• FEATURED

View more

View more

### Image of the Day Submit

IOTD | Top Screenshots

## Converting Z-Buffer [0.0, 1.0] value to W-buffer linear [0.0,1.0] value

Old topic!

Guest, the last post of this topic is over 60 days old and at this point you may not reply in this topic. If you wish to continue this conversation start a new topic.

8 replies to this topic

### #1Code-R  Members

Posted 11 March 2006 - 03:40 PM

How can I convert a z-buffer value, read in a fragment shader, into a linear w-buffer-like value that varies LINEARLY from the near plane to the far plane?

### #2Dave  Members

Posted 11 March 2006 - 04:51 PM

If both ranges are the same, as in the thread title, then why do you have to do anything?

Dave

### #3smitty1276  Members

Posted 11 March 2006 - 04:57 PM

He wants a linear range. Z buffer is non linear.

### #4Dave  Members

Posted 11 March 2006 - 04:58 PM

Is it??

How the hell can i not know that lol!

### #5Xai  Members

Posted 11 March 2006 - 05:06 PM

I personally don't know 3D coding well so I don't know what the zbuffer is, but I have done many function conversion, you just apply the inverse of the range you have - sometimes with some pre and post domain adjustment to fit the piece of the curve you want / have.

For instance I have a slider class which generates a linear 0.0 to 1.0 range of values, and I convert it to an logrithmic 0.0 to 1.0 range of values for use as a volume (which is logrithmic to the ear) - the forula for that (in C#) is:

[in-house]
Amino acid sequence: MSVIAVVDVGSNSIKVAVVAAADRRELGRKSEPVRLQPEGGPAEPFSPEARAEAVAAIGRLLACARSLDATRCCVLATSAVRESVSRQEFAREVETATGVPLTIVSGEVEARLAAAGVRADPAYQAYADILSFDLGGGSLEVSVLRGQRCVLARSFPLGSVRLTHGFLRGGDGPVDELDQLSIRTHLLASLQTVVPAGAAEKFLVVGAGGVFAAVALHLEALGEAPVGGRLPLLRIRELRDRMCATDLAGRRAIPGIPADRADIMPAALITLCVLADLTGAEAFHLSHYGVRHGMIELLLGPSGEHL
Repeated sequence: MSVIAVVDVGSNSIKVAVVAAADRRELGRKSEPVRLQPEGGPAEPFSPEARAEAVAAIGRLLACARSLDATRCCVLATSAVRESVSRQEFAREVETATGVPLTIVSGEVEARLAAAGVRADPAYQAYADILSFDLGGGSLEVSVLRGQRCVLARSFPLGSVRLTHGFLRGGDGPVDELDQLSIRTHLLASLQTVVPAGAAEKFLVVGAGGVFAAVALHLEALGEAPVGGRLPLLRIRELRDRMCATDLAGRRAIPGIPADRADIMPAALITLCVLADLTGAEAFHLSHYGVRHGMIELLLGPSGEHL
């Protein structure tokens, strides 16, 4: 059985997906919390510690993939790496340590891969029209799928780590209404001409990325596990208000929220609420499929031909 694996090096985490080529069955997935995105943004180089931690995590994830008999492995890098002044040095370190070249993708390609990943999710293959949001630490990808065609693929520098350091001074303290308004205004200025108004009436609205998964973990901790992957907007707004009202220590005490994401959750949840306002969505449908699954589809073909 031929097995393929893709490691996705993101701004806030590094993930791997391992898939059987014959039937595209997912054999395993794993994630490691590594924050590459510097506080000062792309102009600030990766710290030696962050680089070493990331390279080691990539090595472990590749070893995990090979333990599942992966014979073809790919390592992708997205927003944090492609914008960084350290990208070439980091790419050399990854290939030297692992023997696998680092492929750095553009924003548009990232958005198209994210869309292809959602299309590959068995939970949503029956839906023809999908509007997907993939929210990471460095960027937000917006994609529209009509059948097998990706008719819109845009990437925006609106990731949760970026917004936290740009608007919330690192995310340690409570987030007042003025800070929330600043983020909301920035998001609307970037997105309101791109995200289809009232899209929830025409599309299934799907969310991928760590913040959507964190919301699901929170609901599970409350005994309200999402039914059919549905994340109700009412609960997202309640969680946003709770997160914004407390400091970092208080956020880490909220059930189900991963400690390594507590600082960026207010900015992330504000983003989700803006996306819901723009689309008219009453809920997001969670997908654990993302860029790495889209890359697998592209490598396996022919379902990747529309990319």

public static double Log(double input)
{
return System.Math.Log10(input * 9.0 + 1.0);
}

or you might need to go the other way:

public static double Exponential(double input)
{
return ((System.Math.Pow(input, 10) - 1.0) / 9.0);
}

obviously you will need to use C++ versions of the log and power functions if you are not in .NET (I assume you are not).

hope that gets you started.

### #6smitty1276  Members

Posted 11 March 2006 - 05:07 PM

Hmm... this snippet
Quote:
 The 1/Z bufferThe mapping equation ain't linear anymore: Z buffer = ( 1/Z - 1/nearZ ) / ( 1/farZ - 1/nearZ )

I, like Dave, had completely forgotten that the z-buffer was non-linear (until I read your post), let alone how it is calculated. If the above snippet is correct, then maybe you can solve for z and get what you are wanting.

### #7ury  Members

Posted 11 March 2006 - 08:59 PM

You could use:
f(z) = z/(a - (a-1)z),

where:
a = farZ/nearZ

### #8Anonymous Poster_Anonymous Poster_*  Guests

Posted 13 March 2006 - 06:42 PM

Why can't you use w itself by passing it to the pixel shader?

### #9revel8n  Members

Posted 14 March 2006 - 07:04 AM

http://www.mvps.org/directx/articles/linear_z/linearz.htm

Hope that helps.

Old topic!

Guest, the last post of this topic is over 60 days old and at this point you may not reply in this topic. If you wish to continue this conversation start a new topic.